20. Interspecific crosses are rare in nature and intergeneric crosses almost unknown. Why?
Answer. The crosses between two different species are called interspecific crosses. As two species are reproductively isolated, the interspecific hybrid is sterile (like mule). Intergenic hybrids are almost non-viable hence intergenic hybrids are almost unknown.

21. Differentiate between pisciculture and aquaculture.
Answer. Pisciculture or fishery is an industry devoted to the catching, processing or selling of fish, shellfish or other aquatic animals.
The rearing of aquatic animals or the cultivation of aquatic plants for food is called aquaculture. .

22. Give two important contributions of Dr. M. S. Swaminathan.
Answer. (i) M.S. Swaminathan developed short-duration high-yielding varieties of rice including scented Basmati.
(ii) He is also known for the development of the concept of crop cafeteria, crop scheduling and genetically improving the yield and quality.

23. The term ‘desirable trait’ can mean different things for different plants.. Justify the statement with suitable examples.
Answer. In millets, resistance to water stress is desirable trait while in mung bean, resistance to yellow mosaic*virus and powdery mildew are desirable traits.

Short Answer Type Questions
1. You are planning to set up a Dairy Farm. Describe the various aspects you would consider before you start the venture.
Answer. Dairying is the management of animals for milk and its products for human consumption.
1. In dairy farm management, we deal with the processes and systems that increase yield and improve quality of milk. Milk yield is primarily dependent on the quality of breeds in the farm.
2. Selection of good breeds having high yielding potential (under the climatic conditions of the area), combined with resistance to diseases is very important.
3. For the yield potential to be realised the cattle have to be well looked after they have to be housed well, should have adequate water and be maintained disease free.
4. The feeding of cattle should be carried out in a scientific manner – with special emphasis on the quality and quantity of fodder.
5. Besides, stringent cleanliness and hygiene (both of the cattle and the handlers) are of paramount importance while milking, storage and transport of the milk and its products.

2. It is said, that diseases are spreading faster due to globalisation and increased movement of people. Justify the statement taking the example of H5N1 virus.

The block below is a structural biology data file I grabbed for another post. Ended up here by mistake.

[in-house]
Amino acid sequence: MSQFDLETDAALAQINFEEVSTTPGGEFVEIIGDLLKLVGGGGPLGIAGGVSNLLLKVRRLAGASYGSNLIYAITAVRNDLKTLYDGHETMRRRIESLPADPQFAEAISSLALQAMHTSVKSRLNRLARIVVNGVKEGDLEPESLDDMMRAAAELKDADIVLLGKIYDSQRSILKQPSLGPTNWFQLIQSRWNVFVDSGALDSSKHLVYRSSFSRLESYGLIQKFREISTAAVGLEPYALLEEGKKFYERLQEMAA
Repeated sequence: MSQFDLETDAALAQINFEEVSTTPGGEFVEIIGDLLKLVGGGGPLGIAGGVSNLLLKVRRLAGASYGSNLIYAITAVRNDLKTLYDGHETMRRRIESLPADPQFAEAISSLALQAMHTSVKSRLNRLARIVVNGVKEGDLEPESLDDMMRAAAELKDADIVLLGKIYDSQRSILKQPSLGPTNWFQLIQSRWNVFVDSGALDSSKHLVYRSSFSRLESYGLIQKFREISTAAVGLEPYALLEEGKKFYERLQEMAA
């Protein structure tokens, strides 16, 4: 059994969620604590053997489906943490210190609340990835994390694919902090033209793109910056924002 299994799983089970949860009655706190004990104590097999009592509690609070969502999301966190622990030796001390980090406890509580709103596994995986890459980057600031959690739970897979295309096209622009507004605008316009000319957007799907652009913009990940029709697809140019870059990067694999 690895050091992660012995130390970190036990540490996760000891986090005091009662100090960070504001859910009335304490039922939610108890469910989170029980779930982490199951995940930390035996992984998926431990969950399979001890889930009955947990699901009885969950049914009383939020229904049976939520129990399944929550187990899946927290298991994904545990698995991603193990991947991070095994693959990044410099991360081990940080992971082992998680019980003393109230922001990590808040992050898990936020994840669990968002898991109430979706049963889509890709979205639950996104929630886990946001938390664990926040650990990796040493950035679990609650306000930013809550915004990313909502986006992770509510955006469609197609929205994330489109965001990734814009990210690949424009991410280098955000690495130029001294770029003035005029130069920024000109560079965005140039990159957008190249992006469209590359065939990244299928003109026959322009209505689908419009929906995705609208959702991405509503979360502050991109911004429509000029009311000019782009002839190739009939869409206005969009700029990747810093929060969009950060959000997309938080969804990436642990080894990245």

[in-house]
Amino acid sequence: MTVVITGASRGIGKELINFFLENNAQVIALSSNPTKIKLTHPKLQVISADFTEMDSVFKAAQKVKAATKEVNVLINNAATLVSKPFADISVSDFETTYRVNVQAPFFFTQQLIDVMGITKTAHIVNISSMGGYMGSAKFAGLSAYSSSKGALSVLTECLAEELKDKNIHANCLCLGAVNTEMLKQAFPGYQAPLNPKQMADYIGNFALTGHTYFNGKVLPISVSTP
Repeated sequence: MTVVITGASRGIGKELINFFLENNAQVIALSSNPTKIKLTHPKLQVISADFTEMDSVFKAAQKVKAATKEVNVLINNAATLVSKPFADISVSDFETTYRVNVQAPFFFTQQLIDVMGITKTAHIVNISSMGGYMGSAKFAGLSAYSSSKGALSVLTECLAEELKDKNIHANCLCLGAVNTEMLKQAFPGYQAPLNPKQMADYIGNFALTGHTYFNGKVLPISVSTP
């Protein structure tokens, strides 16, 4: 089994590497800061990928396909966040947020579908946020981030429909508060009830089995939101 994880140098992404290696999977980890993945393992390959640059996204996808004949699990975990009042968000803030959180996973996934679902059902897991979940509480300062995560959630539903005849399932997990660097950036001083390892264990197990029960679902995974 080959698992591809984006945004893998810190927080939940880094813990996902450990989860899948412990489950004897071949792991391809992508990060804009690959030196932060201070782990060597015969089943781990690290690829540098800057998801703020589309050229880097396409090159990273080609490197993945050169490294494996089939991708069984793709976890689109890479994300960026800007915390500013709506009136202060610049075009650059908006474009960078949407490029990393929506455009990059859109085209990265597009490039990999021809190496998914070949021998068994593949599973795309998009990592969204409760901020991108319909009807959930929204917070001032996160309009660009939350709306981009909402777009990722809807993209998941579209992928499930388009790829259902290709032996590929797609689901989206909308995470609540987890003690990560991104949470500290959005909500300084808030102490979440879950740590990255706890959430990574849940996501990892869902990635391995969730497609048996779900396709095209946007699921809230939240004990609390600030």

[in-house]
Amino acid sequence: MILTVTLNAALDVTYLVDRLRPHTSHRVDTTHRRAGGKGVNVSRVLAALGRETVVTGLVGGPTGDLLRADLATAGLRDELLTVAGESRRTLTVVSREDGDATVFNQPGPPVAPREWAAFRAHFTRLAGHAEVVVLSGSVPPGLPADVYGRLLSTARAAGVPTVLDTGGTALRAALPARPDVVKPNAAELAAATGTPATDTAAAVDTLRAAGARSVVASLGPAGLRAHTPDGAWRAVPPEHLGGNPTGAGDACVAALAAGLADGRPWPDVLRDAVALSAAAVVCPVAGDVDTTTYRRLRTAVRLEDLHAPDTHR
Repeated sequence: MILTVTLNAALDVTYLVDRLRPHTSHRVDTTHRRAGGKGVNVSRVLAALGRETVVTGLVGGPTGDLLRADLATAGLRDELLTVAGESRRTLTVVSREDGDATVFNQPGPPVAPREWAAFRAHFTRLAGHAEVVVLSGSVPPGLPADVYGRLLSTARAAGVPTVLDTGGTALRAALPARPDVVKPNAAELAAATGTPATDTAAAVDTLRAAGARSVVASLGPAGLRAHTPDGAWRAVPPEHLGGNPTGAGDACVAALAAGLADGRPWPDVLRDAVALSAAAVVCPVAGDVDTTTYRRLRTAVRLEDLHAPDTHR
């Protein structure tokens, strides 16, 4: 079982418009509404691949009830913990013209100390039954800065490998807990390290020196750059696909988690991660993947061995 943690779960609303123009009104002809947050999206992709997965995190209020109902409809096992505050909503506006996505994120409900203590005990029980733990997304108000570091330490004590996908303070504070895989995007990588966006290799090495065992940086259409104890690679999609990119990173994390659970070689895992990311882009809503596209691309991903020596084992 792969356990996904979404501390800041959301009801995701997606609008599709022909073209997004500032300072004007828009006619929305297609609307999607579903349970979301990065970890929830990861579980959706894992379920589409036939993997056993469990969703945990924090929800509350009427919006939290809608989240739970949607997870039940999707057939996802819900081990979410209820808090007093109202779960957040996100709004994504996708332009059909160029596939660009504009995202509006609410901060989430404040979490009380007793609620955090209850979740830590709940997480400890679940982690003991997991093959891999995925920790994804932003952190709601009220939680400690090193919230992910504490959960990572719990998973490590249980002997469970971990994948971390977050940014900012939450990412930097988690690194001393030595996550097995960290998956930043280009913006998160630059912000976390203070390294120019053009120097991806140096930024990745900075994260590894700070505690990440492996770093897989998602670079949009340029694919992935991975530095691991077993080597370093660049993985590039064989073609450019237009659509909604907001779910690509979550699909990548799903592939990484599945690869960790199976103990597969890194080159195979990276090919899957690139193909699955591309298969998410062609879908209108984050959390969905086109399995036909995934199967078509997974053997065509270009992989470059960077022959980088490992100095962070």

Answer. Diseases are spreading faster due to globalisation and increased movement of people because it is responsible for rapid spreading of infectious diseases.

3. Explain the concept of the Blue Revolution.
Answer. Rapid increase in the fishery industry in recent years is called blue revolution. For example, through aquaculture and pisciculture we have been able to increase the production of aquatic plants and animals, both fresh-water and marine. This has led to the development and flourishing of the fishery industry, and it has brought a lot of income to the farmers in particular and the country in general. We now talk about the ‘Blue Revolution’ which is being implemented along the same lines as ‘Green Revolution’.

4. A farmer was facing the problem of low yield from his farm. He was advised to keep a beehive in the vicinity. Why? How would the beehive help in enhancing yield? .
Answer. Bees are the pollinators of many of our crop species such as sunflower, Brassica, apple and pear. Keeping beehives in crop fields during flowering period increases pollination efficiency and improves the yield beneficial both from the point of view of crop yield and honey yield.

5. Life style diseases are increasing alarmingly in India. We are also dealing with large scale malnutrition in the population. Is there any method by which we can address both of these problems together?
Answer. Lifestyle disorders can be prevented by improving the lifestyle of a person. Taking too much of a stress can lead to heart stroke and paralysis which can be avoided by living in a healthy environment.
Malnutrition is very common in poor people who do not have access to nutritious food and India has a large scale population who are malnutritious. Proper distribution of food and less wasting can help to address both of these problems together.

6. How can we improve the success rate of fertilisation during artificial insemination in animal husbandry programmes?
Answer. The technology is called MOET or Multiple Ovulation Embryo Transfer. During the procedure, a cow is given hormonal treatment so that more than one ovule (6-8 eggs) is produced per cycle. After mating or artificial insemination the embryos at 8-32 celled state are transferred to different surrogate mother cows. The method has been successfully used for cattle, sheep, buffalo etc.

7. What is meant by germplasm collection? What are its benefits?